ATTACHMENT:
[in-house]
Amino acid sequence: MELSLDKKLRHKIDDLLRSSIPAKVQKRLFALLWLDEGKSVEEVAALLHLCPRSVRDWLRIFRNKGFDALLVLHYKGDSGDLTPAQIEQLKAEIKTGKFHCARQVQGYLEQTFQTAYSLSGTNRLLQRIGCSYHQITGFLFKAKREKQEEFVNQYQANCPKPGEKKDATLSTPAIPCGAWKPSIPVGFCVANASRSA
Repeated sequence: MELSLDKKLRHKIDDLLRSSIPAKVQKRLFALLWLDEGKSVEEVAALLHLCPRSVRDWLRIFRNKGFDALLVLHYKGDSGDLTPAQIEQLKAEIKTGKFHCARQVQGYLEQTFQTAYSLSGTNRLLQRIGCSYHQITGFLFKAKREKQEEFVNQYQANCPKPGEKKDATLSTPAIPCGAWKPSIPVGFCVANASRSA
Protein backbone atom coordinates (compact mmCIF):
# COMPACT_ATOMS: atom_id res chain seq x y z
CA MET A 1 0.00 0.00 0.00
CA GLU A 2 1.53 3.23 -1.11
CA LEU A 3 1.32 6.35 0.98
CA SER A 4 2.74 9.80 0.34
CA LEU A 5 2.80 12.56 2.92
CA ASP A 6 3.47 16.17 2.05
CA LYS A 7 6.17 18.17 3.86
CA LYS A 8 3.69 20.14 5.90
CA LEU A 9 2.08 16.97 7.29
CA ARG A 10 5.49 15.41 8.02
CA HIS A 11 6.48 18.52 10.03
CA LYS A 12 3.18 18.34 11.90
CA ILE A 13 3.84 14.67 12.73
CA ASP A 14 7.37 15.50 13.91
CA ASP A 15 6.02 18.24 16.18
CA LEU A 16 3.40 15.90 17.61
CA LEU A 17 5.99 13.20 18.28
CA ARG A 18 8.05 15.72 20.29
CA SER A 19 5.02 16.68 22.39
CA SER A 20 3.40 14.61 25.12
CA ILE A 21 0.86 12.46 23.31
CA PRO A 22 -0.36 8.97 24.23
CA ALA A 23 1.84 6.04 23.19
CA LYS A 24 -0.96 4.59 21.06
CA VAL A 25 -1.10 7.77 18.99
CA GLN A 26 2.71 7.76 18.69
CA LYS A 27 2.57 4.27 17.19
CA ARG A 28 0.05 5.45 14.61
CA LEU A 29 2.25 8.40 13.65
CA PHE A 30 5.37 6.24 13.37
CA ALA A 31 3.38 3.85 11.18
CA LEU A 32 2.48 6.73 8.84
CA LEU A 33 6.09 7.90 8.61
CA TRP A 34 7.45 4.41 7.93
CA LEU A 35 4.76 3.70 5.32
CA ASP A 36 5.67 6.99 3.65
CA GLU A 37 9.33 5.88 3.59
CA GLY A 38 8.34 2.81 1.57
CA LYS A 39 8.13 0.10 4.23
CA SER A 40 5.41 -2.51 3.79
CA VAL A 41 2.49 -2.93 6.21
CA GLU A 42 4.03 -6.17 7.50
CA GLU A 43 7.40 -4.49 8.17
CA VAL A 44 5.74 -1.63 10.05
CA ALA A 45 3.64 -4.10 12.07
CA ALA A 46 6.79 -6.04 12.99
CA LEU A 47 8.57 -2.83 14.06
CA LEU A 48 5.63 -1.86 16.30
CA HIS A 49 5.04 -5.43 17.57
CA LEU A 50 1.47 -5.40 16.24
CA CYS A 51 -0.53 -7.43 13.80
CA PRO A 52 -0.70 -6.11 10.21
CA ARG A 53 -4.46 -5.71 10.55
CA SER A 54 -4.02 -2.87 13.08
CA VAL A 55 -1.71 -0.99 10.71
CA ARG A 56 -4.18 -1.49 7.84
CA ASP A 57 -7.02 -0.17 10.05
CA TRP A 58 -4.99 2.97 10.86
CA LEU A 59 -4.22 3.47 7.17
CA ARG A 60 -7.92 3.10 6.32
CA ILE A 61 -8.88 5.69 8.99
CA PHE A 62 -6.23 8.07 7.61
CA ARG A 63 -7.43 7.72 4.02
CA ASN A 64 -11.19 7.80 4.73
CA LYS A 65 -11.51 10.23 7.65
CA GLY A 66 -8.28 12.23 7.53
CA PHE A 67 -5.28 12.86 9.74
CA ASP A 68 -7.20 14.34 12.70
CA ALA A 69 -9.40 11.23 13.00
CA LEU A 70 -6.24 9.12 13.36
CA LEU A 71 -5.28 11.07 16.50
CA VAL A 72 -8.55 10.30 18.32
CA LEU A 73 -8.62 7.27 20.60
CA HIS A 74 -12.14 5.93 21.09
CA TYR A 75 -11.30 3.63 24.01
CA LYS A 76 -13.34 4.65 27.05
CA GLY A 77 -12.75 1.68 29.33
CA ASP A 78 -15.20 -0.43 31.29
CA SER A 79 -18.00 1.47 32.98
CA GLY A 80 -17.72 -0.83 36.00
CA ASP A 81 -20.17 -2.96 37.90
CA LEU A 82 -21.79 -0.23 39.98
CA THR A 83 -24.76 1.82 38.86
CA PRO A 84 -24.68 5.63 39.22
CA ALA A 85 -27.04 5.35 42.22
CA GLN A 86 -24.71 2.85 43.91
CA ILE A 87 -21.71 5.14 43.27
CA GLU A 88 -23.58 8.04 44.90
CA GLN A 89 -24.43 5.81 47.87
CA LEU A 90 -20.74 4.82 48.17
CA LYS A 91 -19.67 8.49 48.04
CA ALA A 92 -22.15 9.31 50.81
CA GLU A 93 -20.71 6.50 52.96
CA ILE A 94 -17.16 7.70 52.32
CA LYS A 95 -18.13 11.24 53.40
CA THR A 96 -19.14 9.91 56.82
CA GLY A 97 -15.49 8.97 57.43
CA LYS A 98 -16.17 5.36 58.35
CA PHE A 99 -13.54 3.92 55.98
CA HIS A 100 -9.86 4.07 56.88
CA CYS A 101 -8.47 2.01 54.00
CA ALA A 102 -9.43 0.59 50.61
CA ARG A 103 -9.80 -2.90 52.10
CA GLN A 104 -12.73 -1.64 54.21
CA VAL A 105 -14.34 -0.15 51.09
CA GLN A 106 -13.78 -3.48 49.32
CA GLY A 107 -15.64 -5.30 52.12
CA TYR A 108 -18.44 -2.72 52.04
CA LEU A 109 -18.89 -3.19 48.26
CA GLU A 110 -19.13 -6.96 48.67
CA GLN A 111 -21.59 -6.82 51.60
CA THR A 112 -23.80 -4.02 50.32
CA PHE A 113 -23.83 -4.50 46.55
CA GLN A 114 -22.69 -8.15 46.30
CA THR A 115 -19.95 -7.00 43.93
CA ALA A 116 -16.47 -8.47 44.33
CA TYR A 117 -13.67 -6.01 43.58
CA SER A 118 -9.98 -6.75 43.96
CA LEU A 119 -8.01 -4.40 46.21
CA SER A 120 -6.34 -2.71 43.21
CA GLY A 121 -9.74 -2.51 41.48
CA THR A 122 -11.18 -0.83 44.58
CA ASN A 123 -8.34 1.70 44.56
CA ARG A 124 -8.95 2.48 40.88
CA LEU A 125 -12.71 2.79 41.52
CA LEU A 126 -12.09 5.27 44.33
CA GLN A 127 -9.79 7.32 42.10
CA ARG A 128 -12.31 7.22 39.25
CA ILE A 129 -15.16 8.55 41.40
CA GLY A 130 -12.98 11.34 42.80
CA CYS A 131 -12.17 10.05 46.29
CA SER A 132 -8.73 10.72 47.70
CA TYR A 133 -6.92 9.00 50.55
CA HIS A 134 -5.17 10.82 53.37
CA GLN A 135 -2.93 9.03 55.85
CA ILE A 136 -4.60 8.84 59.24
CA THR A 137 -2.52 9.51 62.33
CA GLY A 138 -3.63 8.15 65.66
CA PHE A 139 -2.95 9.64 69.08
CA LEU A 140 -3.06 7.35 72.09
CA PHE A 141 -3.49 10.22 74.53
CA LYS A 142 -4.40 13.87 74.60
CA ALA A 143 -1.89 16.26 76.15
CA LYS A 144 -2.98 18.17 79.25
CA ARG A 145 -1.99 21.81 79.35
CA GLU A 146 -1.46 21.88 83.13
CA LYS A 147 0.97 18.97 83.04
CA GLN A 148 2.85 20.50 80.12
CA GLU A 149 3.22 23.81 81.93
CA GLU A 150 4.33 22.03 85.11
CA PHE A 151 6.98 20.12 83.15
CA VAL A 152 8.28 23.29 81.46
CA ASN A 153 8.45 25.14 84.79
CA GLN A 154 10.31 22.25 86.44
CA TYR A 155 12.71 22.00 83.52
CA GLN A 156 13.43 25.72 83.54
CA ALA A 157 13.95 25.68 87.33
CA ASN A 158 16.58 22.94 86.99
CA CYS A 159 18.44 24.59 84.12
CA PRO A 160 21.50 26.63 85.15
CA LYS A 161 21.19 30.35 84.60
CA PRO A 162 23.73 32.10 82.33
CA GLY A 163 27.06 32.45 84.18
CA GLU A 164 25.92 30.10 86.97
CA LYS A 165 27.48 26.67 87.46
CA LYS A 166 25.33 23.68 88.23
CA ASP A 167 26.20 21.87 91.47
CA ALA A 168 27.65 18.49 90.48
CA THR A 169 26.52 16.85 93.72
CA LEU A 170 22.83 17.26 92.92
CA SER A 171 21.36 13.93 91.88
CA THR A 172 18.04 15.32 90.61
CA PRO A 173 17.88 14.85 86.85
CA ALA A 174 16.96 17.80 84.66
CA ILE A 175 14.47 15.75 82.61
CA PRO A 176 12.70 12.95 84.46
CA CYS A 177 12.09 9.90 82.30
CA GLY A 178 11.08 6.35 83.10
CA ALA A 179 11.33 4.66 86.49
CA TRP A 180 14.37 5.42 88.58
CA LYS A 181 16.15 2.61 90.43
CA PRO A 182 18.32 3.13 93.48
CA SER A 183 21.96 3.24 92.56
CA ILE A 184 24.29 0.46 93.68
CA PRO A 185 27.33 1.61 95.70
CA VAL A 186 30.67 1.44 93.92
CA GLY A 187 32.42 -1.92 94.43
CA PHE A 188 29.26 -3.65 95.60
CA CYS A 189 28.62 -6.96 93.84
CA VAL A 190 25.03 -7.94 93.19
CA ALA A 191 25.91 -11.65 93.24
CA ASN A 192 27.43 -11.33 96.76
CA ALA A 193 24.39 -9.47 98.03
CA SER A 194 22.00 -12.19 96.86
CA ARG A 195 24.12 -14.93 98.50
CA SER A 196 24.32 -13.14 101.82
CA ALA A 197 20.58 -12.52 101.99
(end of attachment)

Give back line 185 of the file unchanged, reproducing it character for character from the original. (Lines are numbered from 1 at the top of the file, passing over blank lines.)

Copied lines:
CA TRP A 180 14.37 5.42 88.58